Fostering family ties with ambuyat feasts

Sticky goodness: 'Ambuyat', Brunei's national dish, is basically tasteless but when eaten with Tahai (dried fish) soup, Lalap (fried seasoned meat), ulam, sambal belacan, cacah and other side dishes, it is difficult to stop. Picture: Agencies

Saturday, February 21, 2009

MANY have asked about the difference between ambulung and ambuyat. Some of the younger generation in the Sultanate may know what is ambuyat but not ambulung.

Ambulung is processed sago, derived from the Rumbia tree which grows near the jungle's riverbank; it is found throughout Borneo, including Brunei. Ambuyat is prepared by adding hot water to ambulung and stirring it until it becomes a sticky glue-like porridge.

Hjh Norazikah Bte Midun, a former employee of a small family factory in Tutong which makes sago, explained, "When a Rumbia tree is old and has grown big enough, we will chop the trunk, peel off the skin and take out the white centre (pith)."

She added that if they were lucky, they might find the edible yellowish coloured sago caterpillar, which is called utun in the Dusun language or hambatar in the Kedayan language. She said that some rural people eat the caterpillar fresh from the trunk and chew it with raw sago. "I prefer to cook the caterpillar first and eat it with rice," she said. She added that the caterpillar taste more or less like prawns.

Norazikah added that the pith would be brought to the factory to be processed. A long time ago, she added, the process was done manually instead of using machines. "During the old days, the long white trunk will be crushed by stepping on it with bare feet; this activity is normally done by women," she said. During the stepping, river water will be poured on the trunk to extract the sago juice and which will then be collected in a big pot. She added that the juice would then be dried for a few days under the hot sun. Once the juice has evaporated, only white powder will be left in the pot, ready to be packed or cooked. This processed product is called ambulung.

The younger generation may regard the traditional way of producing ambulung as non-hygienic. But nowadays, with modern technology, sago can be produced commercially in hygienic conditions and at a faster rate.

The young may also ask how their ancestors found that there were sago in the Rumbia tree; and also how they came up with a way to cook the ambulung by stirring hot water in it to make it into a glue-like substance? Why not boil or fry it?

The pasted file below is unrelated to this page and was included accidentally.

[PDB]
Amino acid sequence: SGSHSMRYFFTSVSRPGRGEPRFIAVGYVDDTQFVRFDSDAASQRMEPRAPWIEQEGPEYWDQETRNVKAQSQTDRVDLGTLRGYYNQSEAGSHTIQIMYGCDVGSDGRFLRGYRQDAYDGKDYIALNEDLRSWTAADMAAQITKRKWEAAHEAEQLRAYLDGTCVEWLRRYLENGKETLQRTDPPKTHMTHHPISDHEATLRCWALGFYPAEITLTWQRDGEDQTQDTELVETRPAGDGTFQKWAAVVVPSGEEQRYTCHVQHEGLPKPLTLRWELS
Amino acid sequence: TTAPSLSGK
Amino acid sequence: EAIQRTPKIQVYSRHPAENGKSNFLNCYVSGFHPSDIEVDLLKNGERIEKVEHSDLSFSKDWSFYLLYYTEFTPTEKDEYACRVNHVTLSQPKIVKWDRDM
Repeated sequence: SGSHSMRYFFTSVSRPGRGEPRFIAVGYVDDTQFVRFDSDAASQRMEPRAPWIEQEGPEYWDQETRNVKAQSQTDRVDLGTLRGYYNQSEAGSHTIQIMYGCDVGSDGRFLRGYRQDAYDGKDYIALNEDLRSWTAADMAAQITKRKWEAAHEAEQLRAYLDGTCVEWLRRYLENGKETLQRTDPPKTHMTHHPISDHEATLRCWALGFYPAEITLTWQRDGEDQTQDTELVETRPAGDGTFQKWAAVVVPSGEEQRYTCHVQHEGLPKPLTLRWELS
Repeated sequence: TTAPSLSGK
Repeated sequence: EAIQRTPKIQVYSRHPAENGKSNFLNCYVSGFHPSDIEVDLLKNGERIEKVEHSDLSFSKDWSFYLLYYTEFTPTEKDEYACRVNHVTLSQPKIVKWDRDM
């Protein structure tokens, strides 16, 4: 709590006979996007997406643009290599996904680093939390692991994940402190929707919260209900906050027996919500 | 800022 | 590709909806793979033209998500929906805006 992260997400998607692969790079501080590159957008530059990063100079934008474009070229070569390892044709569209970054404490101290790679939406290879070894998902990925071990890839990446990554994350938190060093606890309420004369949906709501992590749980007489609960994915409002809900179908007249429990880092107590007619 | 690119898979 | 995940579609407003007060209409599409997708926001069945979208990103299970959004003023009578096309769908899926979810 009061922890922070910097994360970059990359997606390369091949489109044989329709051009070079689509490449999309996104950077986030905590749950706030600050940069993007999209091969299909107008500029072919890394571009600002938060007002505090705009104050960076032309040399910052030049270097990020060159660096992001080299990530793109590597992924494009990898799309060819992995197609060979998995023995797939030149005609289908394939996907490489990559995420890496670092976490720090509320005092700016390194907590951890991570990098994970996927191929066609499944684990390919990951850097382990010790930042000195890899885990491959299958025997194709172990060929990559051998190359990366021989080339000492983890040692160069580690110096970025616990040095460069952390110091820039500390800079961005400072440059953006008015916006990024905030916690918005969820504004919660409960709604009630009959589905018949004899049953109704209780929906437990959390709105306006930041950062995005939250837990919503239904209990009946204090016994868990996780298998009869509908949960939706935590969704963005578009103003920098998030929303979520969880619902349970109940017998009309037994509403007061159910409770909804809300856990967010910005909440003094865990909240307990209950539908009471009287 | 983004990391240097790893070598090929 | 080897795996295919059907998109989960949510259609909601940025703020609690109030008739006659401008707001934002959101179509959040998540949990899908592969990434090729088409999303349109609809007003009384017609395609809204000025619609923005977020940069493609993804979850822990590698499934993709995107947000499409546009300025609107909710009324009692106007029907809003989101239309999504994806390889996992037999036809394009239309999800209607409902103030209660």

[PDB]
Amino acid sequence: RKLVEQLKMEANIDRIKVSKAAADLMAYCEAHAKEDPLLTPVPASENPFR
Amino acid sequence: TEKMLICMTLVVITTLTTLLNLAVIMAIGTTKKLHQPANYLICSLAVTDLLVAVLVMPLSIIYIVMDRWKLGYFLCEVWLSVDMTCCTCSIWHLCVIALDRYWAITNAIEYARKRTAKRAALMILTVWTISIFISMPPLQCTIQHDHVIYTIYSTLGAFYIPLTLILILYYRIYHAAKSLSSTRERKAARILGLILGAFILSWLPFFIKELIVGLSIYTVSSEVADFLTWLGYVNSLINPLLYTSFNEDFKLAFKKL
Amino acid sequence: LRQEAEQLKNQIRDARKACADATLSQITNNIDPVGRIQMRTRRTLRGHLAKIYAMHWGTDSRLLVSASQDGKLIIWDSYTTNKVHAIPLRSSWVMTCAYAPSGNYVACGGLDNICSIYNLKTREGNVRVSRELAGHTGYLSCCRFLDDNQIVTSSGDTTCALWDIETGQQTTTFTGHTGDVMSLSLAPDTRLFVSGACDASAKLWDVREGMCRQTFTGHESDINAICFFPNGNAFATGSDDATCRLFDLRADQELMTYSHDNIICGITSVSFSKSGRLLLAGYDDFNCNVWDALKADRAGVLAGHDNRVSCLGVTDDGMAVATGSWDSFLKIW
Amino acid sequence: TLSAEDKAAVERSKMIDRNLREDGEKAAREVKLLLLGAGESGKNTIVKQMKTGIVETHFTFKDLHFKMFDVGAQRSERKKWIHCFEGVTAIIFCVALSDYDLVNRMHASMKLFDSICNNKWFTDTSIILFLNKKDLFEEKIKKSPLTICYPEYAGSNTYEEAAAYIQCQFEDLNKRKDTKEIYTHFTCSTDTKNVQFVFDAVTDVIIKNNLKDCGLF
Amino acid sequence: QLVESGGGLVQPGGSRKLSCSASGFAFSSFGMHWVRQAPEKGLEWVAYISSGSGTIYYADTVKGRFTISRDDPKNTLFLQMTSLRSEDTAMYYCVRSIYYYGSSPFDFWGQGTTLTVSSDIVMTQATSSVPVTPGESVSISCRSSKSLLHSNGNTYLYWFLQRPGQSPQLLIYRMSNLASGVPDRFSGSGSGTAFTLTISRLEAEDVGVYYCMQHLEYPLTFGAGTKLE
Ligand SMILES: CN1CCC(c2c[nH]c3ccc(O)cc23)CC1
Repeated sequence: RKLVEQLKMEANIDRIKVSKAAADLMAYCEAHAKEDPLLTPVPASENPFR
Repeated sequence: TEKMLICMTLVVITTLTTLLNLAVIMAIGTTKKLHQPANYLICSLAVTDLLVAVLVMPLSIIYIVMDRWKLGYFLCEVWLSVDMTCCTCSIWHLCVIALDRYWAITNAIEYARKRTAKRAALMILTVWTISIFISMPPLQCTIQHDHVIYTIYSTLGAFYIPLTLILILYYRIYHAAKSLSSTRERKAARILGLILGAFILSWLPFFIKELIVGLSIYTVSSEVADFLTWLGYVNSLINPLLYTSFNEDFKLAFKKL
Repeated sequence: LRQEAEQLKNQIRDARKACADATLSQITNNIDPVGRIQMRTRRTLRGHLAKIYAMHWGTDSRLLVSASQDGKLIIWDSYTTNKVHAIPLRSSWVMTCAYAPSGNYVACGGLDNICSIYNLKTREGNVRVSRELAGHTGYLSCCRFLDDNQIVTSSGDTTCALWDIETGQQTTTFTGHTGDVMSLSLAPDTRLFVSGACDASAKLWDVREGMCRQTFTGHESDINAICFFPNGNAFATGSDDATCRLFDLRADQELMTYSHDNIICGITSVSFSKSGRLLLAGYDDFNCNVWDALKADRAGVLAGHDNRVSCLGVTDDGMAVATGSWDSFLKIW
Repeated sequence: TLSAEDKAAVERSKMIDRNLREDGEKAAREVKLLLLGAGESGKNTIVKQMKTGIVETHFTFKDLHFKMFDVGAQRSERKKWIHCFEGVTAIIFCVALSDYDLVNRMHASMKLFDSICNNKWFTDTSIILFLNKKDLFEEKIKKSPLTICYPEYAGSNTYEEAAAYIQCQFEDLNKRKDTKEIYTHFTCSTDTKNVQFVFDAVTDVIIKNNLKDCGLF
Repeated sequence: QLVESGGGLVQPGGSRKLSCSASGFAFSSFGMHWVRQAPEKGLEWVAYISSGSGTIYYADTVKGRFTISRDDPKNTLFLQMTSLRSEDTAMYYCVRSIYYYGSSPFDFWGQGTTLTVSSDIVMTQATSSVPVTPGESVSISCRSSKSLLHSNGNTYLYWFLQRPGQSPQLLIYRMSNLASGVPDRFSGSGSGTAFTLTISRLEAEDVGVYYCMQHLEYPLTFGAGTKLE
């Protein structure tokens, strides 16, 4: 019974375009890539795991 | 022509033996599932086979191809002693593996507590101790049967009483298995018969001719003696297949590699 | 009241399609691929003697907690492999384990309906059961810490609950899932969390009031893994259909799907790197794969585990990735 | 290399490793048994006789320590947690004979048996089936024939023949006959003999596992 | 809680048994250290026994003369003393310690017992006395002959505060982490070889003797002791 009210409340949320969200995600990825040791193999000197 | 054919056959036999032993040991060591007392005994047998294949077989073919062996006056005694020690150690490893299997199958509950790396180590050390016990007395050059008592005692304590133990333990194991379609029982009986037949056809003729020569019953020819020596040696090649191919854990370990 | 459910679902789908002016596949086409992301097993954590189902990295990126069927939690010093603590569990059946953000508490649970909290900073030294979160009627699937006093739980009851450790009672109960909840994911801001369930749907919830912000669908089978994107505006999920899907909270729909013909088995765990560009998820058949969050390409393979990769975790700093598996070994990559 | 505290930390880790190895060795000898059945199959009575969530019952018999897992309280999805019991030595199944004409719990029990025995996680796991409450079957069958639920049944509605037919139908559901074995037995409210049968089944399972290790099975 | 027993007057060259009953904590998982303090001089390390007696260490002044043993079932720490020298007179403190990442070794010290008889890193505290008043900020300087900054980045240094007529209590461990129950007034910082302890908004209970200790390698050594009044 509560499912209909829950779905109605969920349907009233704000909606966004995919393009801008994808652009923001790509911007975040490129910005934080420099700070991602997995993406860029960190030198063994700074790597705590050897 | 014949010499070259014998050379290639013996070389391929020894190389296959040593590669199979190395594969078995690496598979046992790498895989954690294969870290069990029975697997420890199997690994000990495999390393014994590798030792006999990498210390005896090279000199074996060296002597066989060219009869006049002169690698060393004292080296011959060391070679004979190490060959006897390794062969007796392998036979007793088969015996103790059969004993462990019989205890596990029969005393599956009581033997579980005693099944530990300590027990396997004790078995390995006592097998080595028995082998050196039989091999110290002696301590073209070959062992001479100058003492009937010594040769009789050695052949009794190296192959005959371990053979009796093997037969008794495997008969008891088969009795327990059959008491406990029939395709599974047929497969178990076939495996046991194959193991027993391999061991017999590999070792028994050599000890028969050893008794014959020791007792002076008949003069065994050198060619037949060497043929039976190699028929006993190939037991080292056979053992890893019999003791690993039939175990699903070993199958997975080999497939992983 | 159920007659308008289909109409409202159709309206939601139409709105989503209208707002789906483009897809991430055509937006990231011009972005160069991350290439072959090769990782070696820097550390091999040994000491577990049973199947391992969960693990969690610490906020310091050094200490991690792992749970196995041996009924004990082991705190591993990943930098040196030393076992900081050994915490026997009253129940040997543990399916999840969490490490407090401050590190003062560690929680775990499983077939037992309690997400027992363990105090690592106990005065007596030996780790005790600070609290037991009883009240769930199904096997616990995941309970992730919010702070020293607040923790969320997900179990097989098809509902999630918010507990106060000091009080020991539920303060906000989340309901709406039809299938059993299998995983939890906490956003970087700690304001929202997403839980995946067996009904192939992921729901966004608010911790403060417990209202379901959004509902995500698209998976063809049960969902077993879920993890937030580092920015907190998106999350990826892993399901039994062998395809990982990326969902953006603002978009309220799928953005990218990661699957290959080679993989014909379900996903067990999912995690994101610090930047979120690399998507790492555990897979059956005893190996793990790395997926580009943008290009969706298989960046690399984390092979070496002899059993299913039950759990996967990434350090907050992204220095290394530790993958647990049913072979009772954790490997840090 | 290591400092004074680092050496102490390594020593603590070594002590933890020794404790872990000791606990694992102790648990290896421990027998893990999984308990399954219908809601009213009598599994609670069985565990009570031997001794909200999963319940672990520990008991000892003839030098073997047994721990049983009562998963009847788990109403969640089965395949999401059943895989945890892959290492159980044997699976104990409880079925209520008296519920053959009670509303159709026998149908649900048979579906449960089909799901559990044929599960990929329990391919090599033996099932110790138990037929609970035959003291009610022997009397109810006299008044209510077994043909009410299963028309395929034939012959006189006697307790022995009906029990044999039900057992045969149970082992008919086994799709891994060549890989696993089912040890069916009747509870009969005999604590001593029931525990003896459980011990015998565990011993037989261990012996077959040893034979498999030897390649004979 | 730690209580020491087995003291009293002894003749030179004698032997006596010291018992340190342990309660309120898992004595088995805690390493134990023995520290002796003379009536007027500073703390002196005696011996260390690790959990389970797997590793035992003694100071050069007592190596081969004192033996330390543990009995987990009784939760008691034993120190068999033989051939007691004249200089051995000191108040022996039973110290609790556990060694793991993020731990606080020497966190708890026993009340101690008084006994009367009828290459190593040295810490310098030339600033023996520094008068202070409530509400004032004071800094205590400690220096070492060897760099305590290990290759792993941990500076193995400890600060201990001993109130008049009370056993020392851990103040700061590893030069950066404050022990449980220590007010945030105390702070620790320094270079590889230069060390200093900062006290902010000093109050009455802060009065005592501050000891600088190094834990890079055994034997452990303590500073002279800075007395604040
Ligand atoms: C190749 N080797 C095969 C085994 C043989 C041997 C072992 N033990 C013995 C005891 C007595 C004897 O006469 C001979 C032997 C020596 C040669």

Hj Markandi Hj Kuris, former Malay Literature lecturer in Maktab Duli Pengiran Muda Al-Muhtadee Billah, said that according to some beliefs and stories told by senior citizens, there were a lot of different ethnic groups who lived in the jungles and one of them is the Iban. A group of the Iban were cutting Rumbia trees to look for caterpillars. "Some of them ate the caterpillars fresh from the tree while the sago was stuck to the caterpillar's body and they noticed that the sago was also delicious to eat," he said. He added that they came up with an idea to bring the whole trunk back home and shared it with the others.

"After a long period and several tries, they found another way to make (the sago) better which is by pouring hot water to make it delicious," he said. He added that since it was like glue, the Iban then invented a candas (bamboo joint chopstick) since there were no spoon and fork at that time available in the jungle; and the food then became a delicacy. He added that, when rice productivity decreased due to various circumstances, these villagers preferred ambuyat as their staple food instead of tapioca or yam. "Some believe that, if one expresses a desire to eat ambuyat, he or she must fulfill it; and not delay this desire. Or else something bad may happen, touch wood," he said.

And now, this food has became Brunei's famous food icon, favoured by Bruneians of all ages and used to promote the tourism industry.

Ambuyat is rather bland and tasteless. To make it tastier, a variety of dishes is eaten together with the ambuyat such as Tahai (dried fish) soup, Lalap (fried seasoned meat), ulam, sambal belacan, cacah and other side dishes. Restaurants such as Aminah Arif, Seri Balai Food court and others promote this dish not only to locals but also to tourists.

Hj Aisamuddin Hj Ali, 26, said that he loves to eat the ambuyat with his family. He said that eating ambuyat together indirectly strengthen family ties. "We eat rice on our own plate, while all of us share the ambuyat in a big bowl and eat it using our own canda," he said.The Brunei Times

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